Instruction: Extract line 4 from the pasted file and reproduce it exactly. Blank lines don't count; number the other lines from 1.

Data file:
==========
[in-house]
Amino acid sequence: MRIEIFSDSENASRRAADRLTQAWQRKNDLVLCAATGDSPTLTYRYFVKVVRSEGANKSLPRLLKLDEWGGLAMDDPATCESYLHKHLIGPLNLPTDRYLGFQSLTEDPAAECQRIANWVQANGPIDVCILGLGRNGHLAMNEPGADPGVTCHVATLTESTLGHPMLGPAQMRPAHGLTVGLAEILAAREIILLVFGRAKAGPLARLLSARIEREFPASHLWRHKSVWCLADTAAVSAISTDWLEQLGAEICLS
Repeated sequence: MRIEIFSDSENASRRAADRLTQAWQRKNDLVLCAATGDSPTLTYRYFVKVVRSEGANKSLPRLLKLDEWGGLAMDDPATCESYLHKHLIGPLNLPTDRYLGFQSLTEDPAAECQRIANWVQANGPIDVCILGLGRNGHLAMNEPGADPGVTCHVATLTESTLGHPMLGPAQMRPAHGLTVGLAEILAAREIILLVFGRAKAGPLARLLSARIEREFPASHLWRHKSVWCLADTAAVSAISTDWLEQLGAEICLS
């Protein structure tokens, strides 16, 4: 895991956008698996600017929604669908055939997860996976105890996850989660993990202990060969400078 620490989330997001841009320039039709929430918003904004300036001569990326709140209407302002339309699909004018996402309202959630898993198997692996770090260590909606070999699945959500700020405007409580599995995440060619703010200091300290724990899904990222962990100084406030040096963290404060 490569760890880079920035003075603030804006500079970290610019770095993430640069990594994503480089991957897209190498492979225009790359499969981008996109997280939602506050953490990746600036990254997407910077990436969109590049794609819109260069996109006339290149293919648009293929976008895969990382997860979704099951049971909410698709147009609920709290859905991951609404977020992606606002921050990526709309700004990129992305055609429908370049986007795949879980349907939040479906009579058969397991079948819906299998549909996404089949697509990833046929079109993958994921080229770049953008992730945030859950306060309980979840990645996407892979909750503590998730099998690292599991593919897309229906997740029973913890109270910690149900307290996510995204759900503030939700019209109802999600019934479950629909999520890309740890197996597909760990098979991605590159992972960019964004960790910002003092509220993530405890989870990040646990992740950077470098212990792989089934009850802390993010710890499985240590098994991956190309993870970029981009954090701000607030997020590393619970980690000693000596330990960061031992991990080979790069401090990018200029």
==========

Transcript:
């Protein structure tokens, strides 16, 4: 895991956008698996600017929604669908055939997860996976105890996850989660993990202990060969400078 620490989330997001841009320039039709929430918003904004300036001569990326709140209407302002339309699909004018996402309202959630898993198997692996770090260590909606070999699945959500700020405007409580599995995440060619703010200091300290724990899904990222962990100084406030040096963290404060 490569760890880079920035003075603030804006500079970290610019770095993430640069990594994503480089991957897209190498492979225009790359499969981008996109997280939602506050953490990746600036990254997407910077990436969109590049794609819109260069996109006339290149293919648009293929976008895969990382997860979704099951049971909410698709147009609920709290859905991951609404977020992606606002921050990526709309700004990129992305055609429908370049986007795949879980349907939040479906009579058969397991079948819906299998549909996404089949697509990833046929079109993958994921080229770049953008992730945030859950306060309980979840990645996407892979909750503590998730099998690292599991593919897309229906997740029973913890109270910690149900307290996510995204759900503030939700019209109802999600019934479950629909999520890309740890197996597909760990098979991605590159992972960019964004960790910002003092509220993530405890989870990040646990992740950077470098212990792989089934009850802390993010710890499985240590098994991956190309993870970029981009954090701000607030997020590393619970980690000693000596330990960061031992991990080979790069401090990018200029």